Resurrecting Promotion

Learning from past mistakes and encouraged by results from voluntary efforts, cut flower leaders are convinced our industry can get it right with a national research and promotion program.

Since March, the Floral Marketing Initiative Coalition has made significant progress investigating options for the floral industry to launch a viable promotion order. Ten years ago, the industry did have a national promotion order for cut flowers and cut greens called PromoFlor, which only lasted three years and was killed by a referendum. One of the many differences this time will be the promotion order will not go forward until there is a vote with at least 70 percent of those paying assessments in favor of it, although a mere 51 percent would be necessary.

The coalition’s officers addressed industry members at the OFA Short Course in Columbus, Ohio, last month, seeking input and support, as well as identifying potential hurdles and roadblocks. The officers include: Red Kennicott of Kennicott Brothers Co. in Chicago as chairman; Charles Kremp of Kremp Florist in Willow Grove, Pa., as president; and Clay Sieck of Sieck Floral Group in Baltimore as treasurer.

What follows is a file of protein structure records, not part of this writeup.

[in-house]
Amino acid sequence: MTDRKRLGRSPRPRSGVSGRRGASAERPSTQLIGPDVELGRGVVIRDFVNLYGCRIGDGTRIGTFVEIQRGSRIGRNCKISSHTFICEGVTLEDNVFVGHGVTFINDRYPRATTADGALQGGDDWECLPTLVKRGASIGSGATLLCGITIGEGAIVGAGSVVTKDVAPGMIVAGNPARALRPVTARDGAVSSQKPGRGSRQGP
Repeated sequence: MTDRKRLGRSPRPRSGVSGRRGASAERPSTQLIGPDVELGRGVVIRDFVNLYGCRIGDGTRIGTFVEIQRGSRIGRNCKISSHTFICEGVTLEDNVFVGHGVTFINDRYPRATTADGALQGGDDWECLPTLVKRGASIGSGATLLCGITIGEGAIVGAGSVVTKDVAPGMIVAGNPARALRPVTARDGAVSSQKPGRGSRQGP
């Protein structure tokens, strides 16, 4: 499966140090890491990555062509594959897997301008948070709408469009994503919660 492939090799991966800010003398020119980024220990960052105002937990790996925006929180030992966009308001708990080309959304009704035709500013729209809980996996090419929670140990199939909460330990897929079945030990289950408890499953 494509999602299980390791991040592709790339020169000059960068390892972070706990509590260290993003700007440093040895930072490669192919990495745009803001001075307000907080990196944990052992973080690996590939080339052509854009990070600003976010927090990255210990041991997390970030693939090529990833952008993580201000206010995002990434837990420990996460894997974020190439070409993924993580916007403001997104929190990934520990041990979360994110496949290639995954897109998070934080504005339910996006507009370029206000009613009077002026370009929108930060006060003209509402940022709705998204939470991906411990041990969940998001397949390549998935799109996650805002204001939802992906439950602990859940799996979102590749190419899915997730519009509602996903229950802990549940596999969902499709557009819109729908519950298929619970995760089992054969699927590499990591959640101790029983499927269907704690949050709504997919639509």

Representatives of USDA and Produce Marketing Association were also there to represent government oversight and mass market channels, respectively. Mass market retailers and supermarkets represent 60 percent of cut flowers sold in this country, so their support is vital for growers and importers to feel confident in their abilities to pass assessments through the distribution chain. Importers handle 80 percent of the cut flowers sold in the United States.

The goal is to raise $50 million. One of PromoFlor’s failures was assessments were not perceived as broadly based or fair. Only $12 million of the projected $25 million was ever collected. Assessments were one half of one percent of gross sales volume on about 900 qualified handlers – wholesalers and growers with at least $750,000 in annual sales. Under reporting led to low collections.